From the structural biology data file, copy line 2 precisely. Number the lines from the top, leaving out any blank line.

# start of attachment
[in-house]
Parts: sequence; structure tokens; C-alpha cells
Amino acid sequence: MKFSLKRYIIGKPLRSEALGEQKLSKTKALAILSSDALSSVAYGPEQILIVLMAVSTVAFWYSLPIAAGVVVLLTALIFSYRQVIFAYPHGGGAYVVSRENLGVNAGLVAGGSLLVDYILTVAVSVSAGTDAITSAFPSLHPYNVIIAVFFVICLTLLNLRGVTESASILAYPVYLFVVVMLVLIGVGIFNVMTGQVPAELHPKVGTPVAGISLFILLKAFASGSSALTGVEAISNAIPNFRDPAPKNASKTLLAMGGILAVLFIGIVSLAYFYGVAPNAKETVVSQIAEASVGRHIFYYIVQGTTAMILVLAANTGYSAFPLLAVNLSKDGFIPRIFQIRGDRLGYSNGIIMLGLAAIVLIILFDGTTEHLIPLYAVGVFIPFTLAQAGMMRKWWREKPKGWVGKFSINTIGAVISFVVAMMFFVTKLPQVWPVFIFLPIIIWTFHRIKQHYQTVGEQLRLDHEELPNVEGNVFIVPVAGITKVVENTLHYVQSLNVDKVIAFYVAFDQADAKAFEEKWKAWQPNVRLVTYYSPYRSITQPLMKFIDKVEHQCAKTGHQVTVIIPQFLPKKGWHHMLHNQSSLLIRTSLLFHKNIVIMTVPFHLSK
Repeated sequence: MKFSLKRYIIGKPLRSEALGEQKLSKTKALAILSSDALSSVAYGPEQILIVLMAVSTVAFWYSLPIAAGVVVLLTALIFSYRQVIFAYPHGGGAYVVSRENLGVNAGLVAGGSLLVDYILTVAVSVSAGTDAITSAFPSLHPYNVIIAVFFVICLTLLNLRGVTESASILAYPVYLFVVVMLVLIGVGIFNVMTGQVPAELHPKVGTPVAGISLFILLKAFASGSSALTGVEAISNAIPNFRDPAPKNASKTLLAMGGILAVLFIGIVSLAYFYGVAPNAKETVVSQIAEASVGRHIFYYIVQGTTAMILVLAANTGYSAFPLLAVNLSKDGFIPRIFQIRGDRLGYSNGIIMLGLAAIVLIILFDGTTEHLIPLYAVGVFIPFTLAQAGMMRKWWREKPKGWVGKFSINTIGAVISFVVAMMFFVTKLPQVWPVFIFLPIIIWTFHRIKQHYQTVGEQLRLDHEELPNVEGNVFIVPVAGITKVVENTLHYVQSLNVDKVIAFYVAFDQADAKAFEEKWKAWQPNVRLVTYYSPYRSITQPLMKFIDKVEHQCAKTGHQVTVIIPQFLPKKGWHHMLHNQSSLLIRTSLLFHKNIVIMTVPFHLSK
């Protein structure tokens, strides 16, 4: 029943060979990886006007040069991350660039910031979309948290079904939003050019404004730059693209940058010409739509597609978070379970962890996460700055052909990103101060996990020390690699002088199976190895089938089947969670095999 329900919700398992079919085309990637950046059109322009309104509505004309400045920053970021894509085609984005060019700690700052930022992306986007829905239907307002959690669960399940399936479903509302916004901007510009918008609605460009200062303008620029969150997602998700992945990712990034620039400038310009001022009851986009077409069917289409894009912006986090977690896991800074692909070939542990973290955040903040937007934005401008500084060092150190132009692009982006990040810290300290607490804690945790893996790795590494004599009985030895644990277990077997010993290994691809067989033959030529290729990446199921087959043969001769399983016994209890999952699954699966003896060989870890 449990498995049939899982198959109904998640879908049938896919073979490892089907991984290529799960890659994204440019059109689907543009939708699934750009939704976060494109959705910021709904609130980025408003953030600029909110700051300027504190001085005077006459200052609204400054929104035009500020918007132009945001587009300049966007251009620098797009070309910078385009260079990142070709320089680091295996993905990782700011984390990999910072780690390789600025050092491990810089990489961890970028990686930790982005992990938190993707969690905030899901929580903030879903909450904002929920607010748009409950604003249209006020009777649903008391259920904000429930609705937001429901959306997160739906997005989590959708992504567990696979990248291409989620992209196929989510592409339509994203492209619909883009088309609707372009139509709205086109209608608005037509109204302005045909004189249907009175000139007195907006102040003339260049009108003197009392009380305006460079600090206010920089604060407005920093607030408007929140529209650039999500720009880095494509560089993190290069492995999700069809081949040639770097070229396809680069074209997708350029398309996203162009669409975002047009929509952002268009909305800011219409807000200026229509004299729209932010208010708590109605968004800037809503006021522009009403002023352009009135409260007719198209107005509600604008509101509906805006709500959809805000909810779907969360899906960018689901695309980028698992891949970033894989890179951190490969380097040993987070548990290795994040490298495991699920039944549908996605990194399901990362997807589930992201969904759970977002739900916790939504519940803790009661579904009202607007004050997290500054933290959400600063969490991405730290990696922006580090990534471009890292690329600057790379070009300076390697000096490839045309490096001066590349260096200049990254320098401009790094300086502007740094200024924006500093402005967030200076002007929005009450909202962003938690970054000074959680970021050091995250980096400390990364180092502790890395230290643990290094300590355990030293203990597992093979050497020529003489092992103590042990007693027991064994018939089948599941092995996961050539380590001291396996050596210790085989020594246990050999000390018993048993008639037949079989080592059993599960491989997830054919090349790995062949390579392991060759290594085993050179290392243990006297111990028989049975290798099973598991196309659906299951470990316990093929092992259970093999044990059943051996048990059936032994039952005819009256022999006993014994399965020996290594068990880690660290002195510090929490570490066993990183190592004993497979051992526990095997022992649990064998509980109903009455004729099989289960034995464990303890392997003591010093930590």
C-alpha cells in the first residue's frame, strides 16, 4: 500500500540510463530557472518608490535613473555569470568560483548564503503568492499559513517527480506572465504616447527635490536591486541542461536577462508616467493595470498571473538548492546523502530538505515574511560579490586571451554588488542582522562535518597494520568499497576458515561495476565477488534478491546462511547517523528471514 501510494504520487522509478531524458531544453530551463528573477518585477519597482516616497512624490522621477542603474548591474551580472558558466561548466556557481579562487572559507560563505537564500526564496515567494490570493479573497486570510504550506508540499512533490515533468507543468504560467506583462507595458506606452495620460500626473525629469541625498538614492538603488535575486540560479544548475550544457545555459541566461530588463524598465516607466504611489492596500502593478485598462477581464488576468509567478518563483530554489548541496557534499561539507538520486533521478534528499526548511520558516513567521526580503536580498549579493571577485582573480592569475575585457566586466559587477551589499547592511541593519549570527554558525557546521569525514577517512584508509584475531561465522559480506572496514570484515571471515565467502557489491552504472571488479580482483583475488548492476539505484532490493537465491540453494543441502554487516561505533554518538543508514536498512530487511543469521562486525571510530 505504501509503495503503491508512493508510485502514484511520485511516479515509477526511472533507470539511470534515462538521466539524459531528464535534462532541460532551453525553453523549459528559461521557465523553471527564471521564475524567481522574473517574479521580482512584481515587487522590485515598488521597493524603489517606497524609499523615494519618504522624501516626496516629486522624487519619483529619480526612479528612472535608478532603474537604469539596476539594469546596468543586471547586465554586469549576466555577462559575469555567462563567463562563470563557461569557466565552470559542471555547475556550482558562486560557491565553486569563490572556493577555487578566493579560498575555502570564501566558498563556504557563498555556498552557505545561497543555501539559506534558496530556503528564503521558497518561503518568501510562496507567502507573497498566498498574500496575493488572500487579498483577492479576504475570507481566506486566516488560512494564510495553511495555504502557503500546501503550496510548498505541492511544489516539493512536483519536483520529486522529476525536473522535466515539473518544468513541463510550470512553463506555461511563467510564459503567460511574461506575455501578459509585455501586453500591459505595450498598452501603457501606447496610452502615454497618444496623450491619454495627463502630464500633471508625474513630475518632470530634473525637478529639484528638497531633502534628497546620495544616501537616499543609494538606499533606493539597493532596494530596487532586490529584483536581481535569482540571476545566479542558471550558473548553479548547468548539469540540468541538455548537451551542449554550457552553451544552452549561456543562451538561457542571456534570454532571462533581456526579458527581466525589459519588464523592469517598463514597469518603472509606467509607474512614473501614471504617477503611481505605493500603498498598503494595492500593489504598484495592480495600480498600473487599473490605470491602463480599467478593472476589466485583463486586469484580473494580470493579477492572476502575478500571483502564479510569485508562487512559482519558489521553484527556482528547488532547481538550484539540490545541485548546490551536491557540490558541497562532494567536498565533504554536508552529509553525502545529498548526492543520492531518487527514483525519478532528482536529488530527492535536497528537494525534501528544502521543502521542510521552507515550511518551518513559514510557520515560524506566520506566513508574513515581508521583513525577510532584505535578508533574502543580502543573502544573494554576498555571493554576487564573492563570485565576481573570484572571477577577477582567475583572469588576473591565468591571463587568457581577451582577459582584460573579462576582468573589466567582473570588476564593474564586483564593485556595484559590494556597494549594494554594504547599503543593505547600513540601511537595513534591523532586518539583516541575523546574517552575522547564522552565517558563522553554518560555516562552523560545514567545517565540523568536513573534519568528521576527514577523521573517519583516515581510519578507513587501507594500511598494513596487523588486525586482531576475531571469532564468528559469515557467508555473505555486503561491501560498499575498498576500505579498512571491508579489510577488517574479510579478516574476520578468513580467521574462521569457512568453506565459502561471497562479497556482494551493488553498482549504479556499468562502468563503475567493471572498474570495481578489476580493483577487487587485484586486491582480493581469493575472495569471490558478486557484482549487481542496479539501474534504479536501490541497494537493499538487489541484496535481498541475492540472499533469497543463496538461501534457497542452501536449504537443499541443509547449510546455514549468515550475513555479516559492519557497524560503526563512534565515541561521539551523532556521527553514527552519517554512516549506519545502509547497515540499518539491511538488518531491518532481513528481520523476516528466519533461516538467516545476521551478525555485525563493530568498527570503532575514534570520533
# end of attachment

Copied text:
Parts: sequence; structure tokens; C-alpha cells